33. Scheduled commercial banks and primary dealers (PDs) are currently permitted to execute the sale leg of short sale transactions in the over the counter (OTC) market in addition to the Negotiated Dealing System–Order Matching (NDS-OM) platform. Short sale in the OTC market is, however, not permitted between the primary member (PM) and its gilt account holder (GAH). The Clearing Corporation of India Ltd. (CClL) has introduced a facility in the reported segment of NDS-OM which captures details of transactions involving gilt accounts. Accordingly, it is proposed to permit short sale by a PM to its GAH and also to treat purchase by a PM from its GAH as a cover transaction. Guidelines in this regard will be issued by end-October 2015.
34. There has been significant improvement in market infrastructure in the inter-bank repo market in G-sec. This enables Reserve Bank to review restrictions placed on repo transactions, particularly relating to the participation of gilt account holders in the repo market, guided by the recommendations of the Working Group on Enhancing Liquidity in the Government Securities and Interest Rate Derivatives Markets (Chairman: Shri R. Gandhi). New guidelines in this regard will be issued by end- November 2015.
35. When Issued (WI) trading in G-sec was permitted in 2006 to facilitate the distribution process by stretching the actual distribution period for each issue and allowing the market more time to absorb large issues without disruption. In order to encourage trading in the WI market, it is proposed to:
(i) permit the scheduled commercial banks to take short positions in the WI market for both new and reissued securities, subject to limits and other conditions in place from time to time; and
(ii) permit regulated entities other than banks and primary dealers (PDs) to take long positions in the WI market.
Detailed guidelines in this regard will be issued by end-November 2015.
36. Guidelines on repo in corporate debt were issued in January 2010. In order to further develop the repo market, a broad framework for introduction of electronic dealing platform/s for repo in corporate bonds will be designed in consultation with the Securities and Exchange Board of India (SEBI).
37. While the currency futures market has grown, participation in this segment has been restricted to a few categories of entities. In order to diversify the participation profile in the currency futures market, stand-alone PDs will be permitted to deal in currency futures contracts traded on the recognised exchanges, subject to adherence to certain risk control measures and without diluting their existing obligations in the G-sec market. Guidelines in this regard will be issued by end-November 2015.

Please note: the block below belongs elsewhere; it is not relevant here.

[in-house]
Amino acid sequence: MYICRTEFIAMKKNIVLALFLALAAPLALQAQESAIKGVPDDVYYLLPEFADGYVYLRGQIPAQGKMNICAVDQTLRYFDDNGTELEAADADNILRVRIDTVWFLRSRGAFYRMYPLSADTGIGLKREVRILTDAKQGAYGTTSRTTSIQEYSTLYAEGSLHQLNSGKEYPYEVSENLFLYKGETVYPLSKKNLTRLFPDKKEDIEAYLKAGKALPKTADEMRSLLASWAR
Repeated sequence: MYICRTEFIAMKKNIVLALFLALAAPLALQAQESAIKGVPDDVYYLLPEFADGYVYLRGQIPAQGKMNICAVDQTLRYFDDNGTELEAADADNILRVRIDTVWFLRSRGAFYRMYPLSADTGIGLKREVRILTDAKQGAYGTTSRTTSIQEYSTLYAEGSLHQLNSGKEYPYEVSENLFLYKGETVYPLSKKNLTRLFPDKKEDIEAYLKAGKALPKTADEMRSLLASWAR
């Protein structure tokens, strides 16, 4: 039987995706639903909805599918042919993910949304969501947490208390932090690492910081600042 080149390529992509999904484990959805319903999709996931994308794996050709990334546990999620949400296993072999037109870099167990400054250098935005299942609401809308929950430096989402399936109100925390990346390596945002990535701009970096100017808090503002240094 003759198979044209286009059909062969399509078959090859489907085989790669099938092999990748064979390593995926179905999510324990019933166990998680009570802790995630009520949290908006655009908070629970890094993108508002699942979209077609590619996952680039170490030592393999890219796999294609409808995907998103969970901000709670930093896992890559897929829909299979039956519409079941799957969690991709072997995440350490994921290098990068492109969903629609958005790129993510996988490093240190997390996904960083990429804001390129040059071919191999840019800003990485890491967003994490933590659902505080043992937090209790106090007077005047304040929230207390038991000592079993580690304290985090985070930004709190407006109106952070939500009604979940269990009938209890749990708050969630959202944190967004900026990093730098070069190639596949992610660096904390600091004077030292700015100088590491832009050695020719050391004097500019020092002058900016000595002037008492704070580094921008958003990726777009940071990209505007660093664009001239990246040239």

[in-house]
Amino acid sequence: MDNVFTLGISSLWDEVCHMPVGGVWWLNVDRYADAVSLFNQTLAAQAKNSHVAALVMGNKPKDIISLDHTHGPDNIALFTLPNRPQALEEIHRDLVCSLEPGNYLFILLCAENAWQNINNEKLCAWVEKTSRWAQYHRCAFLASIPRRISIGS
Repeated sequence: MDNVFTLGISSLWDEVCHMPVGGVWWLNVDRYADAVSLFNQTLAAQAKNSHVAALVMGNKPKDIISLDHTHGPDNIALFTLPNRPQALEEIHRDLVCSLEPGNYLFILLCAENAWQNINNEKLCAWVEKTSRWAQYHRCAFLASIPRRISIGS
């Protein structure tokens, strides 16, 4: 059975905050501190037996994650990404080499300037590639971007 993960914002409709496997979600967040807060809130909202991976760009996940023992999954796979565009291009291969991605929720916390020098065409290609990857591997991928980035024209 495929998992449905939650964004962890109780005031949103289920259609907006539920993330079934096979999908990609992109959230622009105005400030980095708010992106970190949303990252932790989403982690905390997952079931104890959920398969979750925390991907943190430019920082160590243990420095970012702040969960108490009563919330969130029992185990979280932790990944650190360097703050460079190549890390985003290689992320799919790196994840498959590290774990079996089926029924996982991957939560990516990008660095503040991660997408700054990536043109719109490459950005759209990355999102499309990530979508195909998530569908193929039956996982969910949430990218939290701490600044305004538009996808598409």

38. At present, exchange traded currency derivatives include futures and options in four currency pairs viz., USD-INR, EUR-INR, GBP-INR and JPY-INR. With a view to enabling direct hedging of exposures in foreign currencies and to permit execution of cross-currency strategies by market participants, exchange traded currency futures and options will be introduced in three cross-currency pairs viz., EUR-USD, GBP-USD and USD-JPY. Necessary guidelines will be issued in consultation with SEBI by end-November 2015.
39. Establishing underlying exposure through verifiable documentary evidence has been a key regulatory requirement for accessing OTC forex markets. To provide more flexibility to market participants in managing their currency risk in the OTC market and for making hedging easier, it has been decided to increase the limit for resident entities for hedging their foreign exchange exposure in the OTC market from US$ 250,000 to US$ one million without the production of any underlying documents, subject to submission of a simple declaration. It is further proposed to comprehensively review the documentation related requirements in the OTC market. The possibility of participation by financially sophisticated investors up to certain limits in currency markets without underlying exposure will also be examined. Revised draft of the existing framework will be issued for public comments by end-December 2015.
IV. Currency Management
40. With growing financial inclusion, there are concerted efforts to enhance the use of technology and move towards a “less-cash” society. In order to promote electronic payments and use of cards for transactions, the Reserve Bank will put in the public domain a concept paper for proliferation of card acceptance infrastructure in the country, especially in the tier III to tier VI centres, by end-November 2015.
41. The Reserve Bank has issued Rs.100, Rs.500 and Rs.1000 denomination banknotes in the Mahatma Gandhi Series–2005 with a new numbering pattern with ascending order of the size of the numbers from left to right. This is being introduced in a phased manner for all denominations of banknotes.
42. With a view to making identification of banknotes easier for visually challenged persons, the process for introduction of additional identification marks in banknotes in the form of angular bleed lines has been initiated and is being introduced in the denominations of Rs.100, Rs. 500 and Rs. 1000 as raised lines on both the left and right sides of the obverse of the banknote: 4 lines in Rs. 100, 5 lines in Rs. 500 and 6 lines in Rs.1000. Furthermore, the size of the existing identification mark in these denominations is also being increased by 50 per cent to facilitate better identification.